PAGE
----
But then the paperback cover kicked it up a notch!
THAT is Retta. She’s got enough sass and sway to make it on her own in Nashville, and she’s certainly an image of contemporary country music. I love the brick wall and the burn out font for the title. The blue boots are the perfect pop of color to keep this cover from being too one-note in its color palate.
Susan Shaw’s One of the Survivors wasn’t one of my favorite books, but it is one of my favorite books to book talk to middle schoolers. I love the cover: it’s perfect. It captures the story simply and is something instantly recognizable for readers. The tone is set from the start. I dig how the title is located in the center of the fire alarm and that it gets smaller as it goes on.
But I really dislike the cover make over. I don’t like the image of the boy — far too young even for middle school readers. His hair is what ages him for me. I also don’t like that he’s a strange rust orange, since it doesn’t give a strong indication from the title why he might be glowing or burning. I’m also not a fan of the blurb; a little more white space on this cover could make it feel less overwhelming. For me, this book isn’t as easy a sell as the hard cover because it doesn’t tell the story as well and the guy on the cover just isn’t compelling.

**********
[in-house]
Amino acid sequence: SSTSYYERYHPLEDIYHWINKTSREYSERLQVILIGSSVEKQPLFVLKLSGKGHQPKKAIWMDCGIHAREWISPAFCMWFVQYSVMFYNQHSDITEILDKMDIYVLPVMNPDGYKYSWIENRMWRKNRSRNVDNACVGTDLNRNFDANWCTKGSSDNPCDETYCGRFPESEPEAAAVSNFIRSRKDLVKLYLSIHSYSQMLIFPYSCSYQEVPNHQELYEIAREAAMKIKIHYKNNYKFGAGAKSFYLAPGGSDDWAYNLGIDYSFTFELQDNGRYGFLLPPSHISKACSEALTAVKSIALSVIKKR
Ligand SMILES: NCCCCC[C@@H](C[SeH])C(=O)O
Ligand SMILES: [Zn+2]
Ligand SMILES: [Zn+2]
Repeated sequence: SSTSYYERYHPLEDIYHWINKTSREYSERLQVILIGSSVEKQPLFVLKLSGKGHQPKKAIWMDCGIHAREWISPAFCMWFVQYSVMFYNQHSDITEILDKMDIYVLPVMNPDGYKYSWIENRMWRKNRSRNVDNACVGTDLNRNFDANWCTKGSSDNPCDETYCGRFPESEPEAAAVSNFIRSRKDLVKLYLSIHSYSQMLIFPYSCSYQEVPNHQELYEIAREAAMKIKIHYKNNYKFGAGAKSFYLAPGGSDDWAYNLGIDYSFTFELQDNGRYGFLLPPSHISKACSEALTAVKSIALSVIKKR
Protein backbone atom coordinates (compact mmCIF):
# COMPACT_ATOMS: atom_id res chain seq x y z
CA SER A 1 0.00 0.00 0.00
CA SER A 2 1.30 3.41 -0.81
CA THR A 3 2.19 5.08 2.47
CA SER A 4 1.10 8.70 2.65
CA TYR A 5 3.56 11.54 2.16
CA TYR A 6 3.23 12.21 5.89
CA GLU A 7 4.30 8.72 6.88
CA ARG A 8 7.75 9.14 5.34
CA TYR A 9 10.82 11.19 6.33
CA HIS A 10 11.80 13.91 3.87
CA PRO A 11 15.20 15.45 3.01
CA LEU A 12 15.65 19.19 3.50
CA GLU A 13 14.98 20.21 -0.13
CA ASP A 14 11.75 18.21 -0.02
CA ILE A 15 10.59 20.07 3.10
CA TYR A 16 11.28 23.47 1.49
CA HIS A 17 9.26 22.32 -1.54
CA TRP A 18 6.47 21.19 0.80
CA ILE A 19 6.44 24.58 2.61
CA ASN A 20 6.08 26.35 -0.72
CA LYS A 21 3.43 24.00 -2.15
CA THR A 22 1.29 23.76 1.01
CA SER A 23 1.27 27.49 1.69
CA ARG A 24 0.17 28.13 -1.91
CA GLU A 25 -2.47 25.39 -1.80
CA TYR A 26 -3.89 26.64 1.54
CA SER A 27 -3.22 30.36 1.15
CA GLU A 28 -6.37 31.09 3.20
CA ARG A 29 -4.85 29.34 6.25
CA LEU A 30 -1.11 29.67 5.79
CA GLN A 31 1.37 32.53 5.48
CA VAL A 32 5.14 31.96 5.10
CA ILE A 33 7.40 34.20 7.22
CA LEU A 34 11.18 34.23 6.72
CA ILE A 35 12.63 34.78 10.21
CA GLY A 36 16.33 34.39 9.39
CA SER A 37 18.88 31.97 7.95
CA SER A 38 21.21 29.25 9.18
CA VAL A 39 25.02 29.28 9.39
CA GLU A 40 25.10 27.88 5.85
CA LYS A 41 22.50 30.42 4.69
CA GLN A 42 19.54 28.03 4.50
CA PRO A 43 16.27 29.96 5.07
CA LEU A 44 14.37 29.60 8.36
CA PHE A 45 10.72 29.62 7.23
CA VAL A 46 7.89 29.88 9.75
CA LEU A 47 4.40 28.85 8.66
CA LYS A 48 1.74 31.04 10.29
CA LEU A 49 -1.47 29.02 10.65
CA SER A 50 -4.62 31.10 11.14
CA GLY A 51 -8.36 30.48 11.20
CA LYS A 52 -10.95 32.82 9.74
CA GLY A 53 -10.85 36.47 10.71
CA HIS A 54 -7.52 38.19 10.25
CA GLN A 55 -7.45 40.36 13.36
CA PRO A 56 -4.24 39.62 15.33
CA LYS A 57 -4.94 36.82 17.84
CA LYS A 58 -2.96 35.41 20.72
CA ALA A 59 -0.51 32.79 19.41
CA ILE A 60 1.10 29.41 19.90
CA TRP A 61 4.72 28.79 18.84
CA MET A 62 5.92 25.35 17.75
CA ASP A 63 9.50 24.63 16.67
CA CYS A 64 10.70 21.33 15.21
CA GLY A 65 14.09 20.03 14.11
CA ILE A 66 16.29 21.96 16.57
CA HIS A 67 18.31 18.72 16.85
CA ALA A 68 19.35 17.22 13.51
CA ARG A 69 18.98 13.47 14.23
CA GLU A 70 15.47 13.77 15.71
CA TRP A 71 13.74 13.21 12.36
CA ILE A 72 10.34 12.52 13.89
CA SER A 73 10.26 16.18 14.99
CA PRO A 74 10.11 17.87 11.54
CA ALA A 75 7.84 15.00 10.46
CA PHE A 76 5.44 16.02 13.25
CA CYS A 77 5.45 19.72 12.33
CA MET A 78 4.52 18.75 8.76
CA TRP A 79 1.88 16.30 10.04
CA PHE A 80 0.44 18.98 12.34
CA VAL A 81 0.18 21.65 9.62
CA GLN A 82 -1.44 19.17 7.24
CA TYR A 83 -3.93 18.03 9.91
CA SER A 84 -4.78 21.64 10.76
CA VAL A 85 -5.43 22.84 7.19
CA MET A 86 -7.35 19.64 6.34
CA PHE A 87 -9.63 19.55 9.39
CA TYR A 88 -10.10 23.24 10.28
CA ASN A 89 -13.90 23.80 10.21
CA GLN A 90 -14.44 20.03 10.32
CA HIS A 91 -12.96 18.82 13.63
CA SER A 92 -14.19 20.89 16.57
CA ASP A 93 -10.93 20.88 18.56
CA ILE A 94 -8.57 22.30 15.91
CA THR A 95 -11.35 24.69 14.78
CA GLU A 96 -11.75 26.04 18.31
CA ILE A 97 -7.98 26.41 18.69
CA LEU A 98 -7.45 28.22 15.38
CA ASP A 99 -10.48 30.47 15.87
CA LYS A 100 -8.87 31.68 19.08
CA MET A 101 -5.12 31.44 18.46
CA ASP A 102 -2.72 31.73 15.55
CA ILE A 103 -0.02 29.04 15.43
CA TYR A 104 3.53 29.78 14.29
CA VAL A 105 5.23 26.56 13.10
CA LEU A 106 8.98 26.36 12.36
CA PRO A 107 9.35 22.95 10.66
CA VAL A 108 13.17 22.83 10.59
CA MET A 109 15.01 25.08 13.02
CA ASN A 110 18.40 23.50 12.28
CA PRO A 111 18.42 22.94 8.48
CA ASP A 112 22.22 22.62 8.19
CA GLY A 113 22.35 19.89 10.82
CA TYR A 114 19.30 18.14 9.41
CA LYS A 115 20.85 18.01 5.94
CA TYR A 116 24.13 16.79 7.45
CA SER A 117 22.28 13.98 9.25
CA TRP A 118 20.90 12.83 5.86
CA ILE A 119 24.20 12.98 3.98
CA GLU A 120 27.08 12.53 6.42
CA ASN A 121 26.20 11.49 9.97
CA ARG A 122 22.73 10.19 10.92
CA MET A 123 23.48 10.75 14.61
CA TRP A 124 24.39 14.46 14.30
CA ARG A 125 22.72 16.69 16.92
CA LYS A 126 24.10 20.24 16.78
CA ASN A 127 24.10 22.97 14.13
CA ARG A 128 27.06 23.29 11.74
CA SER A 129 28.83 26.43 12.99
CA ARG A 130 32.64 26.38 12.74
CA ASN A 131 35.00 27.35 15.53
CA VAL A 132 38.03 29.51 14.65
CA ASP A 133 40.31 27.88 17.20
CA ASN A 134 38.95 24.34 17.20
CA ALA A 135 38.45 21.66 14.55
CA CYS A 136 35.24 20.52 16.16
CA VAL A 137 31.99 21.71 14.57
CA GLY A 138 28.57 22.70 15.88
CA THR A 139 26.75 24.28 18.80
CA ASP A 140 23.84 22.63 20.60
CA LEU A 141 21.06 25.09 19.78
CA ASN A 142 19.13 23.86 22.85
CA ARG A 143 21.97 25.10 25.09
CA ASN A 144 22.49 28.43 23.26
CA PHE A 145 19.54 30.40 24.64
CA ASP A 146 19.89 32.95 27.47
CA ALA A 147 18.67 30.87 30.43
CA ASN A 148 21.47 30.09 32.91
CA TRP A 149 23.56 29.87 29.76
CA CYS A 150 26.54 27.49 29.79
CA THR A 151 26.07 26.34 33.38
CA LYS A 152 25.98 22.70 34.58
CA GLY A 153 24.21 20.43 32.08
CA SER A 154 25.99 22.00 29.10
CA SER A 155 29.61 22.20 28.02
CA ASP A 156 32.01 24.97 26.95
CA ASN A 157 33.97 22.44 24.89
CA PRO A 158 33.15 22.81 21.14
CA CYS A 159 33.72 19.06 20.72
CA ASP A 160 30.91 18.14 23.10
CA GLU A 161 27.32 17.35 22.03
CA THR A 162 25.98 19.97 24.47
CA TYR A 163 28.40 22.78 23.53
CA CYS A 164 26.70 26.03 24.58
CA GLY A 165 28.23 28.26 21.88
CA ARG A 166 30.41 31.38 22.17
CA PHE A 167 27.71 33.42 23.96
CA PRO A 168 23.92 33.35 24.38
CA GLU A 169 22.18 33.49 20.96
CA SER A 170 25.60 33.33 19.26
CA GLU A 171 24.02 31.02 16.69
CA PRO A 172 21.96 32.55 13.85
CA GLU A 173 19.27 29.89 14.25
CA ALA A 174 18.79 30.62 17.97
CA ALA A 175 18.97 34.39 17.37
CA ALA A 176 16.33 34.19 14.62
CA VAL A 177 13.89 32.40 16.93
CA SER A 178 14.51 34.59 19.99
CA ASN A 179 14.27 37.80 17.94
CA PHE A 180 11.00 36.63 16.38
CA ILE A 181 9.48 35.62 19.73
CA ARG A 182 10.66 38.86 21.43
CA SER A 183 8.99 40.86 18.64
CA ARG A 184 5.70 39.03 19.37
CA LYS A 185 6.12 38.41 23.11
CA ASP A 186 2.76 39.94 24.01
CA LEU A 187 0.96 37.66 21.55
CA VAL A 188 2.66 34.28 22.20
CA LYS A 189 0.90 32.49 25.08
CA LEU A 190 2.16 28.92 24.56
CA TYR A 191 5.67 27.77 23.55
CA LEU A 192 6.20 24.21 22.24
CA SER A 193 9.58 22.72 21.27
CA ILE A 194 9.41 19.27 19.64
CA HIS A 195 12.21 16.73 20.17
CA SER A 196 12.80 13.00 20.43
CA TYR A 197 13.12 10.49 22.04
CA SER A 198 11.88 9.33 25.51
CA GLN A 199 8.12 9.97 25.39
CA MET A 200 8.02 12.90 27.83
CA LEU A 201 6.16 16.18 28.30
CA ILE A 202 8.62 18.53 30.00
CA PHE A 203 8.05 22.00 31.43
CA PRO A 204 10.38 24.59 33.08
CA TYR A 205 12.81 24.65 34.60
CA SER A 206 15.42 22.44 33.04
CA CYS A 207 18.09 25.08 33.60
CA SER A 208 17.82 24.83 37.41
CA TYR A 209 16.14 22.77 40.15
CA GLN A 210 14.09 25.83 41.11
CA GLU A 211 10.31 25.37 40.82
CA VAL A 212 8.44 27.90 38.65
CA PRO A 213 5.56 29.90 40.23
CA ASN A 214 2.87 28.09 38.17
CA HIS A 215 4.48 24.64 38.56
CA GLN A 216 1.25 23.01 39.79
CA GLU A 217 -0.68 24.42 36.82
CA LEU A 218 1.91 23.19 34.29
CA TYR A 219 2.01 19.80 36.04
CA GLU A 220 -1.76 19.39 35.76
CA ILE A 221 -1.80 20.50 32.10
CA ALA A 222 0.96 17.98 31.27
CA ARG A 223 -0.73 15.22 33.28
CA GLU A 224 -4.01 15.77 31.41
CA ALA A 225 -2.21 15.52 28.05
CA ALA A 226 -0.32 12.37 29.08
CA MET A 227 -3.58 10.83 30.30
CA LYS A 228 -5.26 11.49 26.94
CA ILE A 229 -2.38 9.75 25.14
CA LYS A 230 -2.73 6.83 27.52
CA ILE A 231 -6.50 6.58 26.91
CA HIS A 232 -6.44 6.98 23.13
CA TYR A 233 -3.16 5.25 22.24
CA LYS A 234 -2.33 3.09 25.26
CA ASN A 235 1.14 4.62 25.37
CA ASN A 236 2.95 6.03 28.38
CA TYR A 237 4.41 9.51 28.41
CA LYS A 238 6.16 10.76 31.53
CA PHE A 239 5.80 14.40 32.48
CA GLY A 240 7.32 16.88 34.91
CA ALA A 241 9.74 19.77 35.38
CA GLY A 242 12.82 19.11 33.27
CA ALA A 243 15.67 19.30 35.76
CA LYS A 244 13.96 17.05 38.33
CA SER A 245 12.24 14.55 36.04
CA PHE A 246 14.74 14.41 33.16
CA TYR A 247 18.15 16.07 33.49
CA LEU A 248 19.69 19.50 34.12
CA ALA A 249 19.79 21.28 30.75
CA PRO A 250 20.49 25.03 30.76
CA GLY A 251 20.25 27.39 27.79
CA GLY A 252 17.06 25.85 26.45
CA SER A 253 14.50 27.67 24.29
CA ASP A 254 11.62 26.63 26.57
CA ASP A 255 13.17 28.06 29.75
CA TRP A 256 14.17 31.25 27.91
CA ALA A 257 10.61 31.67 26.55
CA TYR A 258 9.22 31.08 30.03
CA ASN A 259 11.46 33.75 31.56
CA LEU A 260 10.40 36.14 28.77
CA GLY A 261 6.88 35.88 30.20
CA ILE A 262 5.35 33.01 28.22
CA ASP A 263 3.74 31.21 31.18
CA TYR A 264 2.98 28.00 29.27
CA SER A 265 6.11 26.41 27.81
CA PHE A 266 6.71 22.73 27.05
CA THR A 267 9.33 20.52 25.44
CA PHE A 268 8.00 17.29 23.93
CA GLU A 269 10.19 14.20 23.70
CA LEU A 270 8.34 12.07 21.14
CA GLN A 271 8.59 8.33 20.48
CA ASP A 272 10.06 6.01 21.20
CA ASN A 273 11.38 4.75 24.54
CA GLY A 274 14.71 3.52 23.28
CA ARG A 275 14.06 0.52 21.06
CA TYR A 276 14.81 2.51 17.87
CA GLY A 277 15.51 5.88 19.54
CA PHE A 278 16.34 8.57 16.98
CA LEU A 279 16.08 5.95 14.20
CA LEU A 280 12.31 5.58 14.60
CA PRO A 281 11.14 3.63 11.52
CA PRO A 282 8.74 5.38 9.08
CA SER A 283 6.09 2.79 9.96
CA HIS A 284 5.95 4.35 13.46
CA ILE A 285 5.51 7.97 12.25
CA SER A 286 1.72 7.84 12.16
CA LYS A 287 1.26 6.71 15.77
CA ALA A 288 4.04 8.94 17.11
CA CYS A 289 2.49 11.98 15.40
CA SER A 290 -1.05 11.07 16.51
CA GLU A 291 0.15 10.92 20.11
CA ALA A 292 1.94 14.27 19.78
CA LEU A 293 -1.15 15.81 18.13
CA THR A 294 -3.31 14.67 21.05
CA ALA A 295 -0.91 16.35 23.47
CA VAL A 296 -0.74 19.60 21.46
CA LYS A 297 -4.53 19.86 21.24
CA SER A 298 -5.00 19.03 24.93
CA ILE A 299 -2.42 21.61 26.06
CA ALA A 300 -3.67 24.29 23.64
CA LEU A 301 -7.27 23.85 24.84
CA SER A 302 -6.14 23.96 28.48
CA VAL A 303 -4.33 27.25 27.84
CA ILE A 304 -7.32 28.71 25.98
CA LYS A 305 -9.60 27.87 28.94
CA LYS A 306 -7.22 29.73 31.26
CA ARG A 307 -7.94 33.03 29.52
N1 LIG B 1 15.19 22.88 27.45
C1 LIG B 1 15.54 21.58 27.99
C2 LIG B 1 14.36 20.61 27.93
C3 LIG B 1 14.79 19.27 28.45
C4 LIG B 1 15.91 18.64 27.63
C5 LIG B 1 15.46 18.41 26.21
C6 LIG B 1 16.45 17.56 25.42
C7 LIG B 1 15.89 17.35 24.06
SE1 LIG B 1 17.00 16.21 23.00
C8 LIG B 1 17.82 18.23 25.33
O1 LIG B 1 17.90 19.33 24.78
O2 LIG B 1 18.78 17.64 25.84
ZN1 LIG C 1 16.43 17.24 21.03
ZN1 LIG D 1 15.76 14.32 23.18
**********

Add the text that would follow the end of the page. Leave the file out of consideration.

Now on to a handful of covers for books I haven’t read that have also undergone some cover changes. First up, one that Kim’s reviewed.
Something about this cover works for me. It’s the swirly font and the girl running through the forest in heels. She’s not a damsel in distress, but she instead looks like she’s having fun (it’s the hair). This is the kind of book that feels like a fantasy story but not a heavy one with a lot of world building. The green on the cover and the off-centeredness of the trees just work — from a design perspective, the cropping and adjustments made on the image are spot on and visually appealing. Nancy Werlin’s talked about the cover design process here herself and it’s well worth reading.